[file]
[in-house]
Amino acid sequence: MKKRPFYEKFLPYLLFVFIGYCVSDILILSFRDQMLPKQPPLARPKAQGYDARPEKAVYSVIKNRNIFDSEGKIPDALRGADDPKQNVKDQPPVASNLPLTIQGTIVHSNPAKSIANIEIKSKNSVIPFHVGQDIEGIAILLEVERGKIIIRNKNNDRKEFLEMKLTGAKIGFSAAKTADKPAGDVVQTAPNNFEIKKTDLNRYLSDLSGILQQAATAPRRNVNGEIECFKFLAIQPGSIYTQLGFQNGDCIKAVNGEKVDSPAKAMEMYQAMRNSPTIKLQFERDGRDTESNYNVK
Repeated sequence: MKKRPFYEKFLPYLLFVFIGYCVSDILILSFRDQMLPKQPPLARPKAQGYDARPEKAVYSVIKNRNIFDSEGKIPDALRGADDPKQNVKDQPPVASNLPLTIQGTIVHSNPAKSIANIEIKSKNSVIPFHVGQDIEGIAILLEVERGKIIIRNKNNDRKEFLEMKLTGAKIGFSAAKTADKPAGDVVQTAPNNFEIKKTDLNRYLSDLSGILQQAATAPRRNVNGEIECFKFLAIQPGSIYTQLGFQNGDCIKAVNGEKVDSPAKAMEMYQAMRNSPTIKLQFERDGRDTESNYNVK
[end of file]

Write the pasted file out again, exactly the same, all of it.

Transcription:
[in-house]
Amino acid sequence: MKKRPFYEKFLPYLLFVFIGYCVSDILILSFRDQMLPKQPPLARPKAQGYDARPEKAVYSVIKNRNIFDSEGKIPDALRGADDPKQNVKDQPPVASNLPLTIQGTIVHSNPAKSIANIEIKSKNSVIPFHVGQDIEGIAILLEVERGKIIIRNKNNDRKEFLEMKLTGAKIGFSAAKTADKPAGDVVQTAPNNFEIKKTDLNRYLSDLSGILQQAATAPRRNVNGEIECFKFLAIQPGSIYTQLGFQNGDCIKAVNGEKVDSPAKAMEMYQAMRNSPTIKLQFERDGRDTESNYNVK
Repeated sequence: MKKRPFYEKFLPYLLFVFIGYCVSDILILSFRDQMLPKQPPLARPKAQGYDARPEKAVYSVIKNRNIFDSEGKIPDALRGADDPKQNVKDQPPVASNLPLTIQGTIVHSNPAKSIANIEIKSKNSVIPFHVGQDIEGIAILLEVERGKIIIRNKNNDRKEFLEMKLTGAKIGFSAAKTADKPAGDVVQTAPNNFEIKKTDLNRYLSDLSGILQQAATAPRRNVNGEIECFKFLAIQPGSIYTQLGFQNGDCIKAVNGEKVDSPAKAMEMYQAMRNSPTIKLQFERDGRDTESNYNVK